Lot Acceptance and Change-Point Testing for the Process Mean and Quality Level under Dependent Batch and Panel Based Sampling Designs
Sommer, Andreas; Steland, Ansgar (Thesis advisor); Kössler, Wolfgang (Thesis advisor)
Aachen (2017, 2018)
Dissertation / PhD Thesis
Dissertation, RWTH Aachen University, 2017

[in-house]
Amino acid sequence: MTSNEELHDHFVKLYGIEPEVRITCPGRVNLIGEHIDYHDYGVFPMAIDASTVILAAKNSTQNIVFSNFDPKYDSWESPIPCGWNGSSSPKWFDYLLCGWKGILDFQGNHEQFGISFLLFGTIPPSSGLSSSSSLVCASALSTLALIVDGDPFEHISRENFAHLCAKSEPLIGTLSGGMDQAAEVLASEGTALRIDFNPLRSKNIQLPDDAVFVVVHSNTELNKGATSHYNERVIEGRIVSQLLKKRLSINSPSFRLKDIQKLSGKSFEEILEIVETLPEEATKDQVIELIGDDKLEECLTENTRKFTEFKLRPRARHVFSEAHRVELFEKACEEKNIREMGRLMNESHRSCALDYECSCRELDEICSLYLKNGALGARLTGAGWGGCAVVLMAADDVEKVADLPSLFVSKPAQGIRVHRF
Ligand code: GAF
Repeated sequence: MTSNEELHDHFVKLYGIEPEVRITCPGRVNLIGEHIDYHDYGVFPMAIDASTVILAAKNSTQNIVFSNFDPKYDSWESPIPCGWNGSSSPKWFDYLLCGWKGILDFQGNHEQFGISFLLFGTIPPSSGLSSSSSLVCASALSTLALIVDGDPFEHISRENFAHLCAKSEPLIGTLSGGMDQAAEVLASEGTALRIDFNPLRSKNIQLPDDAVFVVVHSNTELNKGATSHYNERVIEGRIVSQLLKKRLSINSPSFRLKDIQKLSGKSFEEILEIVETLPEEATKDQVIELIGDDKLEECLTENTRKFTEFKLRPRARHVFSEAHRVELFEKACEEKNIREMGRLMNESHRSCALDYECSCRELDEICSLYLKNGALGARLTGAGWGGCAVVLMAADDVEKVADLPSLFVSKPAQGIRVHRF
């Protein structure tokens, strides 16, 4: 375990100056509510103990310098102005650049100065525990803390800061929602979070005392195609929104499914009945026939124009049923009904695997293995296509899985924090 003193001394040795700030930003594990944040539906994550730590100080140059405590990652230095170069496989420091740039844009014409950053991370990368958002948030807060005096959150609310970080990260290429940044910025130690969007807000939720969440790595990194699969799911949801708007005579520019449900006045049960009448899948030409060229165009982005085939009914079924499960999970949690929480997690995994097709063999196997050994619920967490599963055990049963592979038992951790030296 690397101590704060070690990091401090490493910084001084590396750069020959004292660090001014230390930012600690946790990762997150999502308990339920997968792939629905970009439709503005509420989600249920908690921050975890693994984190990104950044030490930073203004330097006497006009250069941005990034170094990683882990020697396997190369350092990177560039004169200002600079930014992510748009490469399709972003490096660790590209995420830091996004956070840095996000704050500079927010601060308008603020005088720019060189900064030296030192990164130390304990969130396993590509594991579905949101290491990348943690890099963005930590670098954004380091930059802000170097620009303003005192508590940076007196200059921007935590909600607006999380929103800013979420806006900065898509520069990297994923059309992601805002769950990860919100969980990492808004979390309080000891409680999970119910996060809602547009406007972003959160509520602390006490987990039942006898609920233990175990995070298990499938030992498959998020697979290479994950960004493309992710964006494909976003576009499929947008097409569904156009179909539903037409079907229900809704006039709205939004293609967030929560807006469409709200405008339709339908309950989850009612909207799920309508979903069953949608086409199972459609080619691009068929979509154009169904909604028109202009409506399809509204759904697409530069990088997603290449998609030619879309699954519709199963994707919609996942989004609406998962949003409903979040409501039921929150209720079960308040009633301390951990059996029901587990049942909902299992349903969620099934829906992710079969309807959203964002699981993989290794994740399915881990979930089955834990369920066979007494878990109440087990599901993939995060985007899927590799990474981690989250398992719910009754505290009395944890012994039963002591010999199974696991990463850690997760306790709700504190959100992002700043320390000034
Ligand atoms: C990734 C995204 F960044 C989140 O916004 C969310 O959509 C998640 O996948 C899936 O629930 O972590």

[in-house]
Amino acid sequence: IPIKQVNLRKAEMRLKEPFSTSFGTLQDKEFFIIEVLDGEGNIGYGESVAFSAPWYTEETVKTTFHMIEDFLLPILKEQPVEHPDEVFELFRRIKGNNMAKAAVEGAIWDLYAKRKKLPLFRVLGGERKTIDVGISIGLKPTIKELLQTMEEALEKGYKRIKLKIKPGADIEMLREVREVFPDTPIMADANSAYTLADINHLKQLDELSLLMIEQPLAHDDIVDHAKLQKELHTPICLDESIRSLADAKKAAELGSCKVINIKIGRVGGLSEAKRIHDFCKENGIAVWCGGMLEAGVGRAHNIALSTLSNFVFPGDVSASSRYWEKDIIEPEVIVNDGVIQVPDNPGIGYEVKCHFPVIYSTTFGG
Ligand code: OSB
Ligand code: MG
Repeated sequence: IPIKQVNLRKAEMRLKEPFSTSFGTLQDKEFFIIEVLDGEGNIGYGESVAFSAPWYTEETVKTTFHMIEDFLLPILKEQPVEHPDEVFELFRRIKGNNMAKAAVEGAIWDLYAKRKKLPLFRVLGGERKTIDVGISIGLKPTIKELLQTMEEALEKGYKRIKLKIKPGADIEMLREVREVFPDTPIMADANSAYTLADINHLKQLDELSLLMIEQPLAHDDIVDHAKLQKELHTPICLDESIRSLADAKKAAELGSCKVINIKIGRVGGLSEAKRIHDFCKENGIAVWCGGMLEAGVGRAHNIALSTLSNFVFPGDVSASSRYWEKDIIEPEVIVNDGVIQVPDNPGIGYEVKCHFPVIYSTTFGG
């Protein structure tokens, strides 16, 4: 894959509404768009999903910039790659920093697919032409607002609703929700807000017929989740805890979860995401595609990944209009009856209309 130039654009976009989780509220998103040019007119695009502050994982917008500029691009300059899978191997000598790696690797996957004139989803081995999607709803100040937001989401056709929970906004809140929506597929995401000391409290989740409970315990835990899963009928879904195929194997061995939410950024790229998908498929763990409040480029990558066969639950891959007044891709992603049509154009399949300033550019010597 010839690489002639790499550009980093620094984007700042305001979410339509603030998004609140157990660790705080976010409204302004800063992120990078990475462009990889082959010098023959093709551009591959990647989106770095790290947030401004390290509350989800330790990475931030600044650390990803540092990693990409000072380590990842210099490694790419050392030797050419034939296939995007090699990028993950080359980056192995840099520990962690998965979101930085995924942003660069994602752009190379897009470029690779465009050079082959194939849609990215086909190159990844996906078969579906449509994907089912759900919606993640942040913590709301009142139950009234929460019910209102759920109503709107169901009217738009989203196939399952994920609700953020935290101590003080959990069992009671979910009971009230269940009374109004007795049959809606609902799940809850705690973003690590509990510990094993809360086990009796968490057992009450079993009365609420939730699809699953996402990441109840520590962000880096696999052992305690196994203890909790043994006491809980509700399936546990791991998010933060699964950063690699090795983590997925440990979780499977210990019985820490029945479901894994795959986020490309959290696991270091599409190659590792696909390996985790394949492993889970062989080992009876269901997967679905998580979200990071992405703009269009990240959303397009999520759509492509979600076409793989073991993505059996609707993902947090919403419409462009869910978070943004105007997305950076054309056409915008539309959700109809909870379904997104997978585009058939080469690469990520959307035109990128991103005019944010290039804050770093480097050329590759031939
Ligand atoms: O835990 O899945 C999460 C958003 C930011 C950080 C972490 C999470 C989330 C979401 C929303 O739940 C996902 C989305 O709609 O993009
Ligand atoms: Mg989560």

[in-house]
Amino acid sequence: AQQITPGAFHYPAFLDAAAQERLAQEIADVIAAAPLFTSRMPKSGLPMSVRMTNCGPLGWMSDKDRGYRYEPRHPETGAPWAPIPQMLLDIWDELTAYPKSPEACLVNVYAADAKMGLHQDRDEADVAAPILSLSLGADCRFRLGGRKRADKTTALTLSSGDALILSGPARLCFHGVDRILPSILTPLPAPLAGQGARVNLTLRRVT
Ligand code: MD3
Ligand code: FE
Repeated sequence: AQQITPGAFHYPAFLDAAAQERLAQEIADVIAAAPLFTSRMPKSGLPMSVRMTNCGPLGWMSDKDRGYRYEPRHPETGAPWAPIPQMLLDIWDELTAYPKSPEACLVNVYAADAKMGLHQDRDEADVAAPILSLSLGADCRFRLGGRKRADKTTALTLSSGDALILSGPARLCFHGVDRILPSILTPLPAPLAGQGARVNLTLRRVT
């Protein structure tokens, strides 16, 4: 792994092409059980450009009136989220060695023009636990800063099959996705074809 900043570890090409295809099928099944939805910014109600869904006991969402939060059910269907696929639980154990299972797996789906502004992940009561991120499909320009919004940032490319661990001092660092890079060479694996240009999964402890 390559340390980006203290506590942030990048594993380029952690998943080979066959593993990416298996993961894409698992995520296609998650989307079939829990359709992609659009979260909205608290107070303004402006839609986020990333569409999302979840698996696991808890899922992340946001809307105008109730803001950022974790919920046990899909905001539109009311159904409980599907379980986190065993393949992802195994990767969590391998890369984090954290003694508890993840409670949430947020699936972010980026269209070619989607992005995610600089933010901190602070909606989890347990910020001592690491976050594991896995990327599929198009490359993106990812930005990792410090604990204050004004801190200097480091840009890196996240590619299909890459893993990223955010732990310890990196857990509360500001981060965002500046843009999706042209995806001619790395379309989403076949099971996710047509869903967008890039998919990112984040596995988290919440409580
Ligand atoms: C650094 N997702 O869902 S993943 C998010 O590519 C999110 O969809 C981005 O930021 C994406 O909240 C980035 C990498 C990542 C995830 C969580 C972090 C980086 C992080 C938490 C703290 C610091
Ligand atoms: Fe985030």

In this thesis we deal with the problem of how to verify if an incoming lot or shipment meets certain quality criteria. Since a full inspection of the lot is inefficient, the decision should better be based on a sample of the delivered items. We propose two statistical procedures for this purpose while always having in mind an application in the area of photovoltaics, which is our main motivation. For instance, high quality photovoltaic modules should produce a certain amount of current output and regular measurements of a possible small sample should ensure this. We establish an acceptance-rejection procedure in order to decide whether to accept or reject a lot. Since the quality of the delivered items can change over time, they should be reinspected at later points in time. Thus, we develop the procedure for an arbitrary number of inspection times. This procedure is based on a possible time-dependent, nonparametric model, thus a fixed panel of the items can be measured at all inspection times. With such a panel model, the costs of measurement can be reduced significantly in many areas of application like photovoltaics, because the measuring instruments can remain on the photovoltaic modules. Moreover, we study here also batch-dependent sampling designs, where the items may be sampled in spatial batches, which is again helpful in photovoltaics where the modules are often arranged in a grid, thus the cabling can be installed efficiently. We calculate the required sample sizes as well as the critical values while controlling the producer's as well as the consumer's risk in terms of probabilities of misspecification. With the help of limiting distributions of the associated test statistics we derive explicit formulas for the sample sizes and critical values. In a first step, we restrict ourselves here to a known underlying distribution before we carry the results over to the more important case of an unknown distribution. In the latter case, suitable estimators for the variance and quantile function are proposed. We examine the finite-sample properties of the procedure in a simulation study and analyse the accuracy of the formulas as well as the stopping time of the procedure and the average outgoing quality. In a further approach, we consider a change-point model in order to test for a possible change in mean within a finite time horizon. In particular, our model allows dependence over time and batch-dependence as well as batch-individual change-points resulting in a batch-dependent panel model. We formulate the change-point problem as a hypothesis test and derive the limiting distribution of the corresponding test statistic under the null hypothesis and show consistency of the test under the alternative. Since the limiting distribution under the null hypothesis involves the usually unknown covariance structure, we also present a bootstrap procedure in order to overcome an estimation of the covariance structure. However, the bootstrap procedure requires a consistent estimation of the change point, and therefore we propose such an estimator, which is also interesting in its own. In particular, this estimator is consistent in the case of no change. We analyse the behaviour of the change-point estimator in a simulation study, where we also consider the bootstrap procedure and calculate empirical rejection rates as well as the power of the test.